Dems Voting Yes on Bailout Received Two Times More From Banks & Securities

For Immediate Release

MAPlight.org
Contact: 

Pamela Heisey, pamela@maplight.org, phone: 415.299.0898

Dems Voting Yes on Bailout Received Two Times More From Banks & Securities

WASHINGTON - Members of the
U.S. House of Representatives today voted against a $700 billion
financial system bailout. MAPLight.org has found that, over the past five years, banks and securities firms gave an average of $231,877 in
campaign contributions to each Representative voting in favor of the
bailout
, compared with an average of $150,982 to each Representative voting against the bailout--54 percent more money given to those who voted Yes. 205 Representatives voted Yes and 228 voted No, with
1 Not Voting.

House Democrats split their votes on this bill, 140 voting Yes and 95
voting No. Democrats voting Yes received an average of $212,700 each, about twice as
much as those voting No, $107,993.

House Republicans also split their votes on this bill, 65 voting Yes and 133 voting No (and 1 not voting).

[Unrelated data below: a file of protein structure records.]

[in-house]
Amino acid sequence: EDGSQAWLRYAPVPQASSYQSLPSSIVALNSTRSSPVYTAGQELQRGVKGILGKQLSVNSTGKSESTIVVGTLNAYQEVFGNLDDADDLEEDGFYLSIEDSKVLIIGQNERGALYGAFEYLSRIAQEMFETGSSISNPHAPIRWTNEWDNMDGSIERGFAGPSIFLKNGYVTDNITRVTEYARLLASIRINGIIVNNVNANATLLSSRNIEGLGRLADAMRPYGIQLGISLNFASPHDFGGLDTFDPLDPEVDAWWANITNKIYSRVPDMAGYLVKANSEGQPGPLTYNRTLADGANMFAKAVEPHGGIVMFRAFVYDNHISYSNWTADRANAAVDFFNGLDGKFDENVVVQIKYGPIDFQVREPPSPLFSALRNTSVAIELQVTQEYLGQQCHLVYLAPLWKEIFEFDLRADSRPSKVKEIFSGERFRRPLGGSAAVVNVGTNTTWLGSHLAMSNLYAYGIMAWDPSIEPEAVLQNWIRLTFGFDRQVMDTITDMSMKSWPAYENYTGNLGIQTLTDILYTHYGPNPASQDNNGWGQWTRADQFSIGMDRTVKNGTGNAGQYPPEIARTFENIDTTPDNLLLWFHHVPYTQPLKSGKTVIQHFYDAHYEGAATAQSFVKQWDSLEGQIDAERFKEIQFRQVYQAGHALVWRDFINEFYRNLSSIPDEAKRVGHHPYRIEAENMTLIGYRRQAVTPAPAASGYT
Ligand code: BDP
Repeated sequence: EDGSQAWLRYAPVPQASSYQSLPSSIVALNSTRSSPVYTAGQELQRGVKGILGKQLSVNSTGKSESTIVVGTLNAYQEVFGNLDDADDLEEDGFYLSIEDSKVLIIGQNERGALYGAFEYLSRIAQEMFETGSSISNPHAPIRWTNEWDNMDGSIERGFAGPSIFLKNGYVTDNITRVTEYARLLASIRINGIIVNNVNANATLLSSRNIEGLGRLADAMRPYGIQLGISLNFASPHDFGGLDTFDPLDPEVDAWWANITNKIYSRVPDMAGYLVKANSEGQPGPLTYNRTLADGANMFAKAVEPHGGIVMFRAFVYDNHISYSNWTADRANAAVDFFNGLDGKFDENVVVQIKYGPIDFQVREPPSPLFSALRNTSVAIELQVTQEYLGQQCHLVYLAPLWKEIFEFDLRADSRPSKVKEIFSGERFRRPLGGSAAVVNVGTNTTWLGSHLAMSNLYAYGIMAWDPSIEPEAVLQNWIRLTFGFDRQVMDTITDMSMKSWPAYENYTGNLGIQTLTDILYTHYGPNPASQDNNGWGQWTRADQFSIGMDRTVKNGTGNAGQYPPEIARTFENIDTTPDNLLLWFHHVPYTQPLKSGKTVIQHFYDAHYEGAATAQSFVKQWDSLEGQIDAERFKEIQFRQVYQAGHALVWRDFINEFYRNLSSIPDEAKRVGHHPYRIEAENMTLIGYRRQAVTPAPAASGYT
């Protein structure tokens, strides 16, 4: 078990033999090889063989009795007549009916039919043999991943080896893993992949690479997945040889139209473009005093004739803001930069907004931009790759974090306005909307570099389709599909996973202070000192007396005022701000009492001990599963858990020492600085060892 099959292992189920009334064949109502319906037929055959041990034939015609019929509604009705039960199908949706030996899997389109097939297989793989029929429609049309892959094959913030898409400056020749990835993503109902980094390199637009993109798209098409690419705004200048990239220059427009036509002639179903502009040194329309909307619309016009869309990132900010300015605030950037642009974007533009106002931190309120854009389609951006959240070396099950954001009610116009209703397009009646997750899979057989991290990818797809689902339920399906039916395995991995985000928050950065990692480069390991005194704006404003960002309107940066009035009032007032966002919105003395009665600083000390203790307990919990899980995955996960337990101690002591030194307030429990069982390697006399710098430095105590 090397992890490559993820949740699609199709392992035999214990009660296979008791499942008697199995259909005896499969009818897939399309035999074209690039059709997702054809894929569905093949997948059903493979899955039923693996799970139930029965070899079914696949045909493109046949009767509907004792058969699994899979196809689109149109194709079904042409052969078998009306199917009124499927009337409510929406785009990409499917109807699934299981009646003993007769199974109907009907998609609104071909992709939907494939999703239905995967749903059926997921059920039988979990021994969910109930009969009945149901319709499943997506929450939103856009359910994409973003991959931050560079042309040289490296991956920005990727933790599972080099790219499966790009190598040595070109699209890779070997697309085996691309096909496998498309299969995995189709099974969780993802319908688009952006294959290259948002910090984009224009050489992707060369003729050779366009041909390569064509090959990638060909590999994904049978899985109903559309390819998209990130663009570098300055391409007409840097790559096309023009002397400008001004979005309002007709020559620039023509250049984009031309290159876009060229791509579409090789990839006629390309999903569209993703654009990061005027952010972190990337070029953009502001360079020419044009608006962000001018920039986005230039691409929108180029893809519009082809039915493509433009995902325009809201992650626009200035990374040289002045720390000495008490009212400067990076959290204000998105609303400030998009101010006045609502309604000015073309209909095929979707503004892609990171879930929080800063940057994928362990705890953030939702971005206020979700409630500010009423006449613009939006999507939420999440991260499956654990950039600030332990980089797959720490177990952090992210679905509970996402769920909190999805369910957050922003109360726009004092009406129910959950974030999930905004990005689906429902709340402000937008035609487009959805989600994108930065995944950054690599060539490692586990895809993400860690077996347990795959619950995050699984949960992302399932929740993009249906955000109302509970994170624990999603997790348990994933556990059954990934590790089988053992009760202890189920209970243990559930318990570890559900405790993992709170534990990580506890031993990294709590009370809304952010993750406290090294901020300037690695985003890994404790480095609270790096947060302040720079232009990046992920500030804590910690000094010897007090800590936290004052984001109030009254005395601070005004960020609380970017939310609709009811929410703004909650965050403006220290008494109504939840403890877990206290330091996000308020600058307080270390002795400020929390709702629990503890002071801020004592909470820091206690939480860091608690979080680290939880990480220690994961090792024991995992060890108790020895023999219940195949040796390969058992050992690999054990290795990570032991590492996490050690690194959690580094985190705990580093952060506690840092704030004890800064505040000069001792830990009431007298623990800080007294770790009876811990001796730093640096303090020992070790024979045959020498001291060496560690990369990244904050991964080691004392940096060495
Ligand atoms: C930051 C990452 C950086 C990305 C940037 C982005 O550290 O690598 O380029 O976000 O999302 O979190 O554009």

Republicans voting Yes received an average of $273,181 each, 50% more than those voting No, $181,688.

"Profit-driven companies wouldn't be making campaign contributions
if it didn't buy them influence or access," said Daniel Newman,
MAPLight.org's executive director. "Votes in Congress align with the
river of money that flows through our political system."

Votes on H.R. 3997, the Emergency Economic Stabilization Act of 2008

Average amount banks and securities firms gave to U.S. House Members:

 

 

Average amount given to each legislator voting this way

House Members (All)

voted Yes

$231,877

 

voted No

$150,982

House Democrats voted Yes $212,700
  voted No $107,993

House Republicans

voted Yes

$273,181

  voted No $181,688

To view how each legislator voted: http://www.maplight.org/map/us/bill/72675/N7DgM9/votes/votedetail-351995

Methodology:

MAPLight.org's analysis used data from the Center for
Reponsive Politics (OpenSecrets.org) and included campaign funds given